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Quarterback behind the kit
The Dave Matthews Band obviously is named after lead singer/guitarist Dave Matthews, who is the band's principal songwriter and leading creative force in the studio. But when the Dave Matthews Band steps on stage drummer Carter Beauford provides a pretty compelling argument that he becomes the band's true leader whenever they play live. "I'm like the quarterback of the squad, calling the plays," Beauford explains. "I'm calling a lot of the shots up there as far as the length of the tunes, if there's going to be a solo and the length of the solos. I have to take all of that into consideration to make the night go as smooth as possible without becoming too stagnant."
As the first musician to join forces with Matthews when the band was formed in 1991, Beauford played a pivotal role in establishing the eclectic sound of the Dave Matthews Band, which spans a wide variety of genres. While Beauford was primarily playing in jazz-fusion bands before hooking up with Matthews, he's also fluent playing a wide variety of other styles, including rock, pop, R&B and African- and Latin-inspired rhythms. Beauford's fluid, flowing grooves combined with Matthews' distinctive, percussive acoustic rhythm guitar built a solid foundation for the band's extended improvisational jams. These musical adventures helped build a massive, growing following of fans who embraced the unpredictable nature of each Dave Matthews Band show. As a result of their hard work, relentless touring and dedication to the groove, the Dave Matthews Band earned the Number One spot on Pollstar's list of the top-grossing live acts of the decade from 2000 to 2009, beating legends like the Rolling Stones, Bruce Springsteen and U2.
While many drummers are often incorrectly described merely as "timekeepers," Beauford says that his role behind the kit is more one of a communicator: "Each song is trying to deliver a certain message or trying to tell a certain story. That's the way I approach music, period. I approach it according to what the song is trying to say or what story it's trying to deliver. I want to become a character in that story to try and deliver the message. When we're on stage, I feel as though we're having a conversation, a musical conversation, and we're trying to tell a story to our audience as well as each person on stage. We're communicating and having a conversation. I feel it would be boring and a waste of time if you said the exact same thing every time you have a conversation. If I'm having a conversation with you right now and I were to say the exact same sentence over and over and over again, you would swear that I was out of my mind! So I try to communicate things in a different way each time I play."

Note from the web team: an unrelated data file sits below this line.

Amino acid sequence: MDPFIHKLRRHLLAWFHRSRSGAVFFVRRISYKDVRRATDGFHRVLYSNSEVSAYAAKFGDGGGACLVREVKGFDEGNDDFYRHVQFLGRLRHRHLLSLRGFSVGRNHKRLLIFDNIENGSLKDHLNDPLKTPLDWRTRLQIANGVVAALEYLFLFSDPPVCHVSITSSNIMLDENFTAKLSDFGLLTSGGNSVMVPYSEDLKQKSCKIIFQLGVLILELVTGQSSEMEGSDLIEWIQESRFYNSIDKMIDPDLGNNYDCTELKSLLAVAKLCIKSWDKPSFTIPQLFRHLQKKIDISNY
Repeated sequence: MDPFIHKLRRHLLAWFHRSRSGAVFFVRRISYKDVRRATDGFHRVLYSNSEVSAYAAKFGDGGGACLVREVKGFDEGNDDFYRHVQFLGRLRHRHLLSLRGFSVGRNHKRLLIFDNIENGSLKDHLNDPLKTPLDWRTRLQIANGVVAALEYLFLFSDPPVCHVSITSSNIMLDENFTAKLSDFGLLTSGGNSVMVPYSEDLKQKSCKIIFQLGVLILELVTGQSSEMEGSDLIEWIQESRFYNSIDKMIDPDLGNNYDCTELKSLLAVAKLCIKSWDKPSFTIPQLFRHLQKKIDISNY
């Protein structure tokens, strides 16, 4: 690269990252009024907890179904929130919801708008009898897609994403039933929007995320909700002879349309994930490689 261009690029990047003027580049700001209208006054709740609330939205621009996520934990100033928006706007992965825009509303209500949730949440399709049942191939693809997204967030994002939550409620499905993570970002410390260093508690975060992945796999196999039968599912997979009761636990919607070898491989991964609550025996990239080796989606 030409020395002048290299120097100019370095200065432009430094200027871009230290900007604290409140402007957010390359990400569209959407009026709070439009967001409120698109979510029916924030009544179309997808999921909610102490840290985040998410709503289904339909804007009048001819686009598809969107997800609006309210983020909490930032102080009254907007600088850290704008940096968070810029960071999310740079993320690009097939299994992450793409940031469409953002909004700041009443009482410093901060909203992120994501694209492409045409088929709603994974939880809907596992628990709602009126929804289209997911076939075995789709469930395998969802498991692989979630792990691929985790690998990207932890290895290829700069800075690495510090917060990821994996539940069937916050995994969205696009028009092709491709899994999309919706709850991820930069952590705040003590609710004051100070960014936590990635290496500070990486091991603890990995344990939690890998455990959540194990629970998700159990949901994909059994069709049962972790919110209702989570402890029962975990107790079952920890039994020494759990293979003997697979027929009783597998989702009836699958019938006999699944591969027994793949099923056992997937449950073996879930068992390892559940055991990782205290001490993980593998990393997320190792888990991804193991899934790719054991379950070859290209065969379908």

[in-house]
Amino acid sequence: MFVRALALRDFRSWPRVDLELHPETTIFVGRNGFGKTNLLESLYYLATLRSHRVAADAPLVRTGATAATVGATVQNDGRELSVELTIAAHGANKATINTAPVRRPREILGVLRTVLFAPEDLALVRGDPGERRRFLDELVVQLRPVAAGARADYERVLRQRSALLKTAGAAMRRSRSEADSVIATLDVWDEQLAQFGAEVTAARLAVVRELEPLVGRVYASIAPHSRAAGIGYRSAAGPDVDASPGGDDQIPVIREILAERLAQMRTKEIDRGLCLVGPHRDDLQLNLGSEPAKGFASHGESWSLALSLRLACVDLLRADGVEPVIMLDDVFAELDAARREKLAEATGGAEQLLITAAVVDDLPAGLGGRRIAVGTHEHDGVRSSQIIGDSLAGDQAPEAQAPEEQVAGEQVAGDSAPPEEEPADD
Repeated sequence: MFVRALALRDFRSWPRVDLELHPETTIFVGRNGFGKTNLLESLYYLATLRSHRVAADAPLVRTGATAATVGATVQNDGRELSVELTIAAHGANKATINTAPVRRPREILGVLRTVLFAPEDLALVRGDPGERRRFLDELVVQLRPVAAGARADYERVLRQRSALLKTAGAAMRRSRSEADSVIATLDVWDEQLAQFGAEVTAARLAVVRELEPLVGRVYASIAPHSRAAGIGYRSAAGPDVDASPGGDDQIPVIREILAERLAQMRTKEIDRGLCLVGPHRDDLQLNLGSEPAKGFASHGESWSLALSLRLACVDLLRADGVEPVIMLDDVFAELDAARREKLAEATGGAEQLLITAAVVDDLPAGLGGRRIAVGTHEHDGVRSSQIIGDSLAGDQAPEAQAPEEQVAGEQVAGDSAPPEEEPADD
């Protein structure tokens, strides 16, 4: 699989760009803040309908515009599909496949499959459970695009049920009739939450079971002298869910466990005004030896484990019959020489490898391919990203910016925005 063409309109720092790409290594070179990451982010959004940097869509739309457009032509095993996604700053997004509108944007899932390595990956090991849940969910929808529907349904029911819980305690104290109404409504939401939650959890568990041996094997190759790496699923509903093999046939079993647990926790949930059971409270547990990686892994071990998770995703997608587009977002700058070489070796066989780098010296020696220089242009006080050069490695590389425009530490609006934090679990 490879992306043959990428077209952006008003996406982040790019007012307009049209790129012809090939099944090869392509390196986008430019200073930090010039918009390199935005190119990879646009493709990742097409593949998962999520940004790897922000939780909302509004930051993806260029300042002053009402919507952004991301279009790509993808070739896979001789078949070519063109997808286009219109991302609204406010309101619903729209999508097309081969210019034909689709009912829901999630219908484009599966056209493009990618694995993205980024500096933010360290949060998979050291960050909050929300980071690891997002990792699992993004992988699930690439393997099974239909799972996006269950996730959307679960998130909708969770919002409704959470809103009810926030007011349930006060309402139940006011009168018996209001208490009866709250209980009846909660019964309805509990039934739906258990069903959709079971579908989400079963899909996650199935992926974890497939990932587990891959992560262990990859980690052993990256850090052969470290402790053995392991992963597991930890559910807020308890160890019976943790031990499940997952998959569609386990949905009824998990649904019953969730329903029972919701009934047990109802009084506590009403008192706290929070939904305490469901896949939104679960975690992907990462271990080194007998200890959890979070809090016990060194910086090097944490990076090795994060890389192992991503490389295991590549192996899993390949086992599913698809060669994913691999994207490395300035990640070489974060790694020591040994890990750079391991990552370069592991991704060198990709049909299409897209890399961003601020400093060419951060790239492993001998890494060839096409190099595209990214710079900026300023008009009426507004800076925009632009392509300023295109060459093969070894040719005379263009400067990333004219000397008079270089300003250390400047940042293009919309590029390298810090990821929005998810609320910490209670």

Part of the challenge of playing in the Dave Matthews Band is the extensive repertoire the band has developed over the last 20 years. Beauford estimates that their catalog currently consists of over 200 songs. "We choose only a few of those 200 songs each time we go out on tour," Beauford explains. "But every time we play those songs, we try to play them differently because we're feeling differently. Every audience is different, so we want to try and speak directly to that audience or deliver a different message every time we play. If you play the same thing every time, the word will get out. We're not that type of band that wants to play everything exactly the way we recorded it in the studio or the way we played a song live a few years ago. And our fans don't want that either."